Billboard Blight Banned

By Dennis Hathaway

As a new year dawns, the issue of illegal billboards in L.A. has come to the forefront in a major way.  First, an appeals court ruled just a few weeks ago that the city must revoke the 105 permits issued to Clear Channel and CBS Outdoor for converting conventional billboards to digital.  Second, after being sued the city finally released the long-sought results of its citywide billboard inventory and inspection program.

Each of these actions could potentially result in significant changes to the visual landscape of the city, reducing billboard blight and giving citizens and neighborhoods relief from the effects of brightly-lit, constantly-changing ads that have generated numerous complaints of light trespass into houses and apartments, along with serious concerns regarding traffic safety and energy use.

Of course, if Clear Channel, CBS and other billboard companies with their powerful army of City Hall lobbyists have their way, this won’t happen.  Instead, the city will agree to a revenue-sharing deal allowing all or most of those digital billboards to keep beaming their electronic ads, and conventional billboards found to either have no permits, or to have been illegally altered after they were put up, will be protected by an obscure state law.

For those who haven’t followed these issues closely, digital billboards started appearing shortly after the City Council approved a lawsuit settlement with Clear Channel and CBS Outdoor back in 2006 that gave the companies the right to “modernize” a total of 840 billboards by converting to digital technology that allows copy to be changed remotely.  The billboards typically show a rotation of 6-8 ads that change every eight seconds, which greatly expands the amount of advertising on a single billboard and brings much more revenue to the billboard owner.

The companies were able to convert 101 billboards to digital before public outcry led to a moratorium on the conversions in 2008 and then a permanent ban in 2009.  In the meantime, a small billboard company called Summit Media sued the city on the grounds that the 2006 lawsuit settlement was illegal because it allowed the digital conversions without any public notification or hearings as required by city ordinance, and violated the city’s 2002 ban on new off-site signs and alterations to existing ones.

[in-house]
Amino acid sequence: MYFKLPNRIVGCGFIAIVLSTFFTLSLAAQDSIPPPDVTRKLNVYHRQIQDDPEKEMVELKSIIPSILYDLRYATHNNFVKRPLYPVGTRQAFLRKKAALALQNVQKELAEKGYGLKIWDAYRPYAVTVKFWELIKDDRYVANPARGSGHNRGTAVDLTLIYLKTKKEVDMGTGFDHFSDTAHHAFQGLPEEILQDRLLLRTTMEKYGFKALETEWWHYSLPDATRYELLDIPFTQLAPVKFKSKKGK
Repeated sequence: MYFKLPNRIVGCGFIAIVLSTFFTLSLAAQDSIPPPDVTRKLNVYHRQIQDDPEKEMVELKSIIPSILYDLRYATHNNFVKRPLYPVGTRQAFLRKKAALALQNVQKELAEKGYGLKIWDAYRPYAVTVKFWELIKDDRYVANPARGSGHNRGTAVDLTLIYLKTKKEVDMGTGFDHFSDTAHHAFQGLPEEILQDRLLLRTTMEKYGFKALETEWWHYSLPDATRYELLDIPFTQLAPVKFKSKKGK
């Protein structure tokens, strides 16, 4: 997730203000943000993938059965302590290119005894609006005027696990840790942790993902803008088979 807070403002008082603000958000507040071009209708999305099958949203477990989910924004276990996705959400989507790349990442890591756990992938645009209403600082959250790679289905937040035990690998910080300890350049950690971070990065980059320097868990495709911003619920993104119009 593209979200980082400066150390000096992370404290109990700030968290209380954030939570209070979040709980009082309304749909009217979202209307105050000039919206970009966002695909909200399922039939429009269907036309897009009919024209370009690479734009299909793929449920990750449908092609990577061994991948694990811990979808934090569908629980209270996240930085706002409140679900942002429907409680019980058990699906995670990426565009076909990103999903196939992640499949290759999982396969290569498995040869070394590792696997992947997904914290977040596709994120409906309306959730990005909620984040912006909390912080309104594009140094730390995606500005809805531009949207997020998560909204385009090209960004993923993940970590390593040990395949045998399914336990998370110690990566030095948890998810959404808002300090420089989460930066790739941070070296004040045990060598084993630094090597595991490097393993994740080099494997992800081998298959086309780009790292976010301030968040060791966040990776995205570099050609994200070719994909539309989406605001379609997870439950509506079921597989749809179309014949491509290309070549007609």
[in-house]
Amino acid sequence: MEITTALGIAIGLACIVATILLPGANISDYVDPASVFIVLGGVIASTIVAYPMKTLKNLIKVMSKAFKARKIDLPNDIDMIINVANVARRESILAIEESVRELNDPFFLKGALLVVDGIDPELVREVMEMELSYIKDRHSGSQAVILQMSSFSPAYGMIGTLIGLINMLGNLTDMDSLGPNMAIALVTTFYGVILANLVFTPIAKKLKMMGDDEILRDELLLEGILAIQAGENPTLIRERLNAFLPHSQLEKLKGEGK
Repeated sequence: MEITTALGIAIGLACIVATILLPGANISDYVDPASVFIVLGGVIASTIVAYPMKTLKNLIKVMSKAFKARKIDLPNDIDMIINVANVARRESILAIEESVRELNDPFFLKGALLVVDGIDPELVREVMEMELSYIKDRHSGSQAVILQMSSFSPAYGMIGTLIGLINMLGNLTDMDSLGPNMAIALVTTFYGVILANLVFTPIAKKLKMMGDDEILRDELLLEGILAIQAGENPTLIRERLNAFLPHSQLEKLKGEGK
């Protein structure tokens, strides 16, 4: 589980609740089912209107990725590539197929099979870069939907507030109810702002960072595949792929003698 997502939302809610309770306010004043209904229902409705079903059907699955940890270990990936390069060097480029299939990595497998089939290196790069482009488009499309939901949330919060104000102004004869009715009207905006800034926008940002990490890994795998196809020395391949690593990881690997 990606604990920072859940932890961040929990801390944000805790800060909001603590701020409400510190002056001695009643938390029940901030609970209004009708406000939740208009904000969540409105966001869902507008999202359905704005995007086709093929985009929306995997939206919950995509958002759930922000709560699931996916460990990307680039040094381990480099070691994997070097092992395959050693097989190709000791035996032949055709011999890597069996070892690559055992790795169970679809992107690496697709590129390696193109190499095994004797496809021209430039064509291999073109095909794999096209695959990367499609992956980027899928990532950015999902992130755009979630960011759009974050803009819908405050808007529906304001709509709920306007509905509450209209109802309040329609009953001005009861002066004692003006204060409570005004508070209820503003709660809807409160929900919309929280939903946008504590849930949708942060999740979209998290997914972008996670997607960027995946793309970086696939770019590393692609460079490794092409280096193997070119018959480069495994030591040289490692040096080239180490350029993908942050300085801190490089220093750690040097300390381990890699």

That case worked its way up to the California Court of Appeals, which ruled on Dec. 10 that the lawsuit settlement was indeed illegal and ordered the revocation of the permits.  Since Clear Channel and CBS are expected to appeal that ruling to the California Supreme Court, the order will probably not take effect for several months, depending upon the outcome of such an appeal.

The issue of the conventional billboards put up without permits or illegally altered dates back to 2002, when the City Council approved the off-site sign ban.  At the same time, it instituted the Off-Site Sign Periodic Inspection Program (OSSPIP), which levied a fee on billboards to support a city-wide inventory and inspection.  The lawsuit the city settled with Clear Channel and CBS Outdoor in 2006 actually began as a legal challenge to OSSPIP, which delayed its start until late in 2008, when a lower fee was approved and the inventory got underway with inspectors from the city’s Department of Building and Safety going street by street to photograph and gather data about the city’s billboards.